Detection of O6-butyl- and O6-(4-hydroxybutyl)guanine in urothelial and hepatic DNA of rats given the bladder carcinogen N-nitrosobutyl(4-hydroxybutyl)amine

L. Airoldi, C. Magagnotti, M. Bonfanti, L. Chiappetta, M. Lolli, C. Medana, G. De Gregorio, R. Fanelli

Research output: Contribution to journalArticle

Abstract

N-Nitrosobutyl(4-hydroxybutyl)amine (BBN) is a selective bladder carcinogen in rats. Its organ specificity may depend on several factors, including metabolic activation, DNA alkylation and repair within the target organ. Metabolic activation of BBN, which is asymmetrical, may result in butylating and 4-hydroxybutylating species. To test this view, BBN was administered as a single oral dose of 20 or 120 mg/rat or six doses of 20 mg/rat over 2 weeks. The animals given the single 120 mg dose were killed 3, 6 and 24 h after treatment. Rats given 20 mg or 6 x 20 mg BBN were killed 24 h after the last dose. DNA from liver and urothelial cells was hydrolyzed and analyzed for O6-butylguanine (O6-BuG) and O6-(4-hydroxybutyl)guanine [O6-(4-OH-Bu)G] as their pentafluorobenzyl-trimethylsilyl derivatives by high-resolution gas chromatography-negative ion chemical ionization mass spectrometry with selective ion recording after immunoaffinity extraction. Polyclonal antibodies raised against O6-(4-hydroxybutyl)guanosine [O6-(4-OH-Bu)GR] were coupled to CNBr-activated Sepharose 4B. This was mixed with a gel coupled to antibodies raised against O6-BuG, already available in the laboratory, and the mixed gel was used for the one-step sample clean-up, enrichment and extraction of O6-(4-OH-Bu)G and O6-BuG from hydrolyzed DNA. O6-BuG in urothelial DNA of rats given a single dose of 120 mg BBN increased from 0.44 ± 0.12 μmol/mol guanine (mean ± SE) 3 h after treatment, to 17.9 ± 7.23 μmol/mol guanine at 24 h. O6-(4-OH-Bu)G in the same tissue was 7.7 ± 3.19 μmol/mol guanine 3 h after treatment and 12.2 ± 7.01 μmol/mol guanine at 24 h. O6-BuG and O6-(4-OH-Bu)G were always lower in the liver than in urothelial cells. Twenty-four hours after a single dose of 20 mg BBN, urothelial O6-BuG was 5.41 ± 1.73 μmol/mol guanine and did not accumulate after six doses of 20 mg/rat BBN, since it was 2.59 ± 1.23 μmol/mol guanine 24 h after the last dose. O6-BuG in liver DNA was detectable after the single dose of 20 mg, but not after 6 x 20 mg/rat BBN. O6-(4-OH-Bu)G was not detected in either the bladder or the liver after 20 mg or after the six doses of BBN. The results indicate that both butylating and 4-hydroxybutylating species are formed in the target organ DNA of rats given the bladder carcinogen BBN, but that O6-BuG seems to be the lesion most relevant to the carcinogenic effect.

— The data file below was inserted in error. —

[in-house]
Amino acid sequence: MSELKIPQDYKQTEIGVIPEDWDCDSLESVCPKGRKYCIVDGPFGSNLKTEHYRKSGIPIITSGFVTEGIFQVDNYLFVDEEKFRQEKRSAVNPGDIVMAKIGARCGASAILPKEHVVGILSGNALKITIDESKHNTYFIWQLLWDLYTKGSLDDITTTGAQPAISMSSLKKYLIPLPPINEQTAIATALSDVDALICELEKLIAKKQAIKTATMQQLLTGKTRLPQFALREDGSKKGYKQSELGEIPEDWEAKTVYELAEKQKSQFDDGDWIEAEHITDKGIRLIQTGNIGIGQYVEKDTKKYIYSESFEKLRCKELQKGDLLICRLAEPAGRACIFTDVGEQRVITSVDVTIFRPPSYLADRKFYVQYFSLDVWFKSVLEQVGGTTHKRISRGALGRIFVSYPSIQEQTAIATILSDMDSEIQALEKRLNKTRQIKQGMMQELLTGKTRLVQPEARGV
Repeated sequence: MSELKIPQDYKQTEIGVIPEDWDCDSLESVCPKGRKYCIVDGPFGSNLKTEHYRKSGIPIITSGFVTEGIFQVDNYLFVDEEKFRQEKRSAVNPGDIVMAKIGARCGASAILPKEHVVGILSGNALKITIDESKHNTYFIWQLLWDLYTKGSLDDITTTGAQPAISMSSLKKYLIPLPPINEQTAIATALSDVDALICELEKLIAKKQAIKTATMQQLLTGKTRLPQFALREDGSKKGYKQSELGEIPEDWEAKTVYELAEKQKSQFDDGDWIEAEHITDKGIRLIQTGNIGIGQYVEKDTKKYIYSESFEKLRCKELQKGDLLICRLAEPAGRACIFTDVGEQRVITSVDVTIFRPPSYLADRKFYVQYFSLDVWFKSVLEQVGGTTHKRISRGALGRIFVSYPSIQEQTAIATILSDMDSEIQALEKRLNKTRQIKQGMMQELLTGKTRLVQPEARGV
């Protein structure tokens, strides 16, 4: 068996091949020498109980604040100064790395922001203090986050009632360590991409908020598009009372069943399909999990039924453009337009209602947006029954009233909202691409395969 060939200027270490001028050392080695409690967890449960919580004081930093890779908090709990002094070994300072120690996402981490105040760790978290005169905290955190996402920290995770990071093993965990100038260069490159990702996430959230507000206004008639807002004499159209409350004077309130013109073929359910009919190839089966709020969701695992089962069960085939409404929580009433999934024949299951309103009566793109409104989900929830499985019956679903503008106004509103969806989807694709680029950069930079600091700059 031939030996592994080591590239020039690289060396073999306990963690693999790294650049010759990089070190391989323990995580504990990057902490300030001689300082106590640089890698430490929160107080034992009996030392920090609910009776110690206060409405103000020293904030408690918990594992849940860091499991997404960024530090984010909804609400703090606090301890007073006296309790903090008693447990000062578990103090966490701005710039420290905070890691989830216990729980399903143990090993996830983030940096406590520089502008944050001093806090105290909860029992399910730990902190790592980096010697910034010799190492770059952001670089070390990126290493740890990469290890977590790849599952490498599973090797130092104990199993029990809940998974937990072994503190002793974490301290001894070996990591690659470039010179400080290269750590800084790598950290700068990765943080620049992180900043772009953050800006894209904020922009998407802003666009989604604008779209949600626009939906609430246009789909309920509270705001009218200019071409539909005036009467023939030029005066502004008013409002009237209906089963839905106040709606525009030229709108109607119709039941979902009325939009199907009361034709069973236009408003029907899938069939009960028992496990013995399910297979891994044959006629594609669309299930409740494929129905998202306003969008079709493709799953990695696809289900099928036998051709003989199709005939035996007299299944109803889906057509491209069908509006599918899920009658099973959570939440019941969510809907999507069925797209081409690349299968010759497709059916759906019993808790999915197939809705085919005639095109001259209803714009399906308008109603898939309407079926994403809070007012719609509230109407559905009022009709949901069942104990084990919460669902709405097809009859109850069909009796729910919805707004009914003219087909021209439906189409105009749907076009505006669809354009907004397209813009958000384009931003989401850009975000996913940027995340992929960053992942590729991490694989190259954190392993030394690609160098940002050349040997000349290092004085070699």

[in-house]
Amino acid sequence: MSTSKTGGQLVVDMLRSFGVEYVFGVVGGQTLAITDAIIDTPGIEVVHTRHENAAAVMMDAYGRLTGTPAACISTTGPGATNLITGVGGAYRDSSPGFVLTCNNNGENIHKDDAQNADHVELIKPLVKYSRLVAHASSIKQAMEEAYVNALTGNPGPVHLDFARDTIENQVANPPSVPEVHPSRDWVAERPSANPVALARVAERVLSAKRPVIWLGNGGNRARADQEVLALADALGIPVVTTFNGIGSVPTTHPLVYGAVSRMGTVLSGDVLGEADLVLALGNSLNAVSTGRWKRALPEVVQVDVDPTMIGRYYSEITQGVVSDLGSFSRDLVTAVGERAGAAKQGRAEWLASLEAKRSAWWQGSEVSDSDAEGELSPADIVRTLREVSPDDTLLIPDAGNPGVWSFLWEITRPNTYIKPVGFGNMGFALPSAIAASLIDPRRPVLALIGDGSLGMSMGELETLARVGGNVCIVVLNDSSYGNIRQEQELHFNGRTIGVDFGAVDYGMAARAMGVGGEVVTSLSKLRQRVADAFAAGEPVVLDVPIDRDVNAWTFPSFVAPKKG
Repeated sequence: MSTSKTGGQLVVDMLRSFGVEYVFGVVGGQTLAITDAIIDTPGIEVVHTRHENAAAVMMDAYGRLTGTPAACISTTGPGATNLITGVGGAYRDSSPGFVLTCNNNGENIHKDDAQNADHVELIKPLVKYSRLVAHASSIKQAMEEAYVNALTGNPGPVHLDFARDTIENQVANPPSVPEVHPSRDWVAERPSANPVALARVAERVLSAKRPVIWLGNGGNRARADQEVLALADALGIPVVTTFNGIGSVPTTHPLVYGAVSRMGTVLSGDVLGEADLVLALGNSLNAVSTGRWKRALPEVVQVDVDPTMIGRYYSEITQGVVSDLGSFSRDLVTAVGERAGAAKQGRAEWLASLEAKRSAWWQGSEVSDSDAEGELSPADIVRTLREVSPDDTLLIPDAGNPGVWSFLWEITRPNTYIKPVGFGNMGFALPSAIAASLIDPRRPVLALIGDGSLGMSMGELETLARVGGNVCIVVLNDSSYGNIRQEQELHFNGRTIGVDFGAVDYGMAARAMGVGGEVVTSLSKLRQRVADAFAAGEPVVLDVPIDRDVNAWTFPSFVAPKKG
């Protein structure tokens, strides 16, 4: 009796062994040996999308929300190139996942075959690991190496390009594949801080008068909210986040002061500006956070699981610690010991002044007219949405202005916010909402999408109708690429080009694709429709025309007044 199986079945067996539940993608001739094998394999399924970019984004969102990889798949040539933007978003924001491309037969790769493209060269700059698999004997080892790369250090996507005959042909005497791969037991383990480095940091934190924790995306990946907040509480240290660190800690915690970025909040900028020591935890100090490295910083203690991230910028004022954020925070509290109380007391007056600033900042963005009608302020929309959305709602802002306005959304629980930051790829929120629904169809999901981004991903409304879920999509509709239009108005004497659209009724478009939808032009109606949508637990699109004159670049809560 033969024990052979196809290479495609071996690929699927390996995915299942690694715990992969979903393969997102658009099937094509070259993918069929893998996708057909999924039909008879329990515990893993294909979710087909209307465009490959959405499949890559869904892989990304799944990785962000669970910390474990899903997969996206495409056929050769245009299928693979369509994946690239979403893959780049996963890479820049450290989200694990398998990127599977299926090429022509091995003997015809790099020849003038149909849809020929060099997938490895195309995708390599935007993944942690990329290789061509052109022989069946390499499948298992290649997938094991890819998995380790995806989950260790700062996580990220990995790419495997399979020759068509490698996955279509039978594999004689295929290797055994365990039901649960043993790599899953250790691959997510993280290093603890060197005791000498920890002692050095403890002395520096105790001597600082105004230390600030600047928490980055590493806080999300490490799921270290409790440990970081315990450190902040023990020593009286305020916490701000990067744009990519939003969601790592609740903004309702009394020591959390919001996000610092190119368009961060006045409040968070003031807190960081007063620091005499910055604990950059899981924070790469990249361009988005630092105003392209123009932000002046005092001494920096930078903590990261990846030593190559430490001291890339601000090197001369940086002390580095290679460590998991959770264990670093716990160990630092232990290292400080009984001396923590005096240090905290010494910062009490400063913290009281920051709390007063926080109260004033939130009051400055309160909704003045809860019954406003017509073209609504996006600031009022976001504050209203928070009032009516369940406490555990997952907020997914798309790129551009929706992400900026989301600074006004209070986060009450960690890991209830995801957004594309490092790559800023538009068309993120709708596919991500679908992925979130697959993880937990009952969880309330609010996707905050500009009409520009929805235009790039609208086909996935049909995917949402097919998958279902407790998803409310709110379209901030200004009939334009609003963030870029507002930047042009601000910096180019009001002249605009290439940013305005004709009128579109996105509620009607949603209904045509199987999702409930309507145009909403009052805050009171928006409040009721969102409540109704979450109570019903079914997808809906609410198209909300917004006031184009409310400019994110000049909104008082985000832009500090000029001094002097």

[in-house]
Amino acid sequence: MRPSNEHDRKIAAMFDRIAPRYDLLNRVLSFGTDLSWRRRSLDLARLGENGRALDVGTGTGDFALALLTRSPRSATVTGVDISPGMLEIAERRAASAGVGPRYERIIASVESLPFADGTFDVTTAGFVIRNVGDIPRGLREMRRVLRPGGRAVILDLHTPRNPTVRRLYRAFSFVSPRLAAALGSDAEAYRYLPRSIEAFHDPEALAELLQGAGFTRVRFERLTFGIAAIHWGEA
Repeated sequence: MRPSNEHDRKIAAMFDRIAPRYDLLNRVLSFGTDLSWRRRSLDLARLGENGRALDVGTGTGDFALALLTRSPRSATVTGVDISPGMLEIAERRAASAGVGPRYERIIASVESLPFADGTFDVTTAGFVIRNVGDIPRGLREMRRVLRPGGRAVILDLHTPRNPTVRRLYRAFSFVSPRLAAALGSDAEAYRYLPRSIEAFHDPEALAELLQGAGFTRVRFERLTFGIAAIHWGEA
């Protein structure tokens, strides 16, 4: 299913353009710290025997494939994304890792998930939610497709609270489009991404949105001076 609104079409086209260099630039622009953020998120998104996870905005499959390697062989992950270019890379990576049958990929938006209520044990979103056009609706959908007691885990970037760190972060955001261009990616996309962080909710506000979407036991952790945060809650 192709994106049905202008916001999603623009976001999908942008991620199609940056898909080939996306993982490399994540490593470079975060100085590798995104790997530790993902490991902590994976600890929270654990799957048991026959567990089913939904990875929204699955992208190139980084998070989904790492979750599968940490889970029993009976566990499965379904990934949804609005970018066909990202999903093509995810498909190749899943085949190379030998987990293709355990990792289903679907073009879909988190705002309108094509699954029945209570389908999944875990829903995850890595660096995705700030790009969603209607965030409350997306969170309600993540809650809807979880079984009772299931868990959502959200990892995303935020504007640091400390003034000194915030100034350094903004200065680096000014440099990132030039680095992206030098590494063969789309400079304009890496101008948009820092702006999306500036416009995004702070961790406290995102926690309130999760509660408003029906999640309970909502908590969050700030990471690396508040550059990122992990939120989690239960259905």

Original languageEnglish
Pages (from-to)2297-2301
Number of pages5
JournalCarcinogenesis
Volume15
Issue number10
Publication statusPublished - Oct 1994

ASJC Scopus subject areas

  • Cancer Research
  • Statistics, Probability and Uncertainty
  • Applied Mathematics
  • Physiology (medical)
  • Physiology
  • Behavioral Neuroscience

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    Airoldi, L., Magagnotti, C., Bonfanti, M., Chiappetta, L., Lolli, M., Medana, C., De Gregorio, G., & Fanelli, R. (1994). Detection of O6-butyl- and O6-(4-hydroxybutyl)guanine in urothelial and hepatic DNA of rats given the bladder carcinogen N-nitrosobutyl(4-hydroxybutyl)amine. Carcinogenesis, 15(10), 2297-2301.